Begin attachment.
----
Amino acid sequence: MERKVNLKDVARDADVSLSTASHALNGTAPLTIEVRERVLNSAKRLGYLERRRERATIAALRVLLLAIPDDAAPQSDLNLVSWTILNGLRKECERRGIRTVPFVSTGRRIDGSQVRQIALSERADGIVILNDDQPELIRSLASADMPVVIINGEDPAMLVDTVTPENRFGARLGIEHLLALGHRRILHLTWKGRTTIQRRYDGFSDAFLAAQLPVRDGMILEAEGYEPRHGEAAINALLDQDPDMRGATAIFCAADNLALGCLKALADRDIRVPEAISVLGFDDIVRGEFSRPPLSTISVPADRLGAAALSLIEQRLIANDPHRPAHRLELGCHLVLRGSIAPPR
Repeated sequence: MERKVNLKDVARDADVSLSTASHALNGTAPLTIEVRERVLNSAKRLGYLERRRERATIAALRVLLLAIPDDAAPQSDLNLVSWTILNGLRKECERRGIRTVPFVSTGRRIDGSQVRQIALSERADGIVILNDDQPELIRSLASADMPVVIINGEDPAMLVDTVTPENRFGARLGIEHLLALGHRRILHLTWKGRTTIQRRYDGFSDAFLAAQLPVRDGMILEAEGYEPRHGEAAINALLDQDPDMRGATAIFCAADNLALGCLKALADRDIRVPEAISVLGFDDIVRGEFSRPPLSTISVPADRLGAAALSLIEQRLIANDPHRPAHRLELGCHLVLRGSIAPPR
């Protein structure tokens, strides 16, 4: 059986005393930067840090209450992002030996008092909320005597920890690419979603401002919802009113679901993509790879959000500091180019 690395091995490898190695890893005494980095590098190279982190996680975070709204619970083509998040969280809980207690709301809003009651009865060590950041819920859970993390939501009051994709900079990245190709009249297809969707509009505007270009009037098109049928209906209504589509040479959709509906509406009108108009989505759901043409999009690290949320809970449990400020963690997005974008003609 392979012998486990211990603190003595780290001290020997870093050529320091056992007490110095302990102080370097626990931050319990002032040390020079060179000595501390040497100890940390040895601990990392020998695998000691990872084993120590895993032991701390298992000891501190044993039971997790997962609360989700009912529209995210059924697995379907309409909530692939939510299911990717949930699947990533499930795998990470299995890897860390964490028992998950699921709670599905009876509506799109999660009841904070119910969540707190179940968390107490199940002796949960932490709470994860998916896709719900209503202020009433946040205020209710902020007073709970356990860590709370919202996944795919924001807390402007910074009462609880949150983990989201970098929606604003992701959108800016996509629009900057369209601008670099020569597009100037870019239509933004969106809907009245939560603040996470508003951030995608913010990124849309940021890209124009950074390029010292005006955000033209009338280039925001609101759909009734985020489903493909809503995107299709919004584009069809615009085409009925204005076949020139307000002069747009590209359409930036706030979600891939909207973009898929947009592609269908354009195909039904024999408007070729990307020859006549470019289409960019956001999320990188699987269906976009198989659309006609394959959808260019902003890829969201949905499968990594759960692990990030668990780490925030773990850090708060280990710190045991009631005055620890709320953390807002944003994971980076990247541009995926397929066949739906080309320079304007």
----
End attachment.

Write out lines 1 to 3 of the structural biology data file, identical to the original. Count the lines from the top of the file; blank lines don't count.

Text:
Amino acid sequence: MERKVNLKDVARDADVSLSTASHALNGTAPLTIEVRERVLNSAKRLGYLERRRERATIAALRVLLLAIPDDAAPQSDLNLVSWTILNGLRKECERRGIRTVPFVSTGRRIDGSQVRQIALSERADGIVILNDDQPELIRSLASADMPVVIINGEDPAMLVDTVTPENRFGARLGIEHLLALGHRRILHLTWKGRTTIQRRYDGFSDAFLAAQLPVRDGMILEAEGYEPRHGEAAINALLDQDPDMRGATAIFCAADNLALGCLKALADRDIRVPEAISVLGFDDIVRGEFSRPPLSTISVPADRLGAAALSLIEQRLIANDPHRPAHRLELGCHLVLRGSIAPPR
Repeated sequence: MERKVNLKDVARDADVSLSTASHALNGTAPLTIEVRERVLNSAKRLGYLERRRERATIAALRVLLLAIPDDAAPQSDLNLVSWTILNGLRKECERRGIRTVPFVSTGRRIDGSQVRQIALSERADGIVILNDDQPELIRSLASADMPVVIINGEDPAMLVDTVTPENRFGARLGIEHLLALGHRRILHLTWKGRTTIQRRYDGFSDAFLAAQLPVRDGMILEAEGYEPRHGEAAINALLDQDPDMRGATAIFCAADNLALGCLKALADRDIRVPEAISVLGFDDIVRGEFSRPPLSTISVPADRLGAAALSLIEQRLIANDPHRPAHRLELGCHLVLRGSIAPPR
């Protein structure tokens, strides 16, 4: 059986005393930067840090209450992002030996008092909320005597920890690419979603401002919802009113679901993509790879959000500091180019 690395091995490898190695890893005494980095590098190279982190996680975070709204619970083509998040969280809980207690709301809003009651009865060590950041819920859970993390939501009051994709900079990245190709009249297809969707509009505007270009009037098109049928209906209504589509040479959709509906509406009108108009989505759901043409999009690290949320809970449990400020963690997005974008003609 392979012998486990211990603190003595780290001290020997870093050529320091056992007490110095302990102080370097626990931050319990002032040390020079060179000595501390040497100890940390040895601990990392020998695998000691990872084993120590895993032991701390298992000891501190044993039971997790997962609360989700009912529209995210059924697995379907309409909530692939939510299911990717949930699947990533499930795998990470299995890897860390964490028992998950699921709670599905009876509506799109999660009841904070119910969540707190179940968390107490199940002796949960932490709470994860998916896709719900209503202020009433946040205020209710902020007073709970356990860590709370919202996944795919924001807390402007910074009462609880949150983990989201970098929606604003992701959108800016996509629009900057369209601008670099020569597009100037870019239509933004969106809907009245939560603040996470508003951030995608913010990124849309940021890209124009950074390029010292005006955000033209009338280039925001609101759909009734985020489903493909809503995107299709919004584009069809615009085409009925204005076949020139307000002069747009590209359409930036706030979600891939909207973009898929947009592609269908354009195909039904024999408007070729990307020859006549470019289409960019956001999320990188699987269906976009198989659309006609394959959808260019902003890829969201949905499968990594759960692990990030668990780490925030773990850090708060280990710190045991009631005055620890709320953390807002944003994971980076990247541009995926397929066949739906080309320079304007």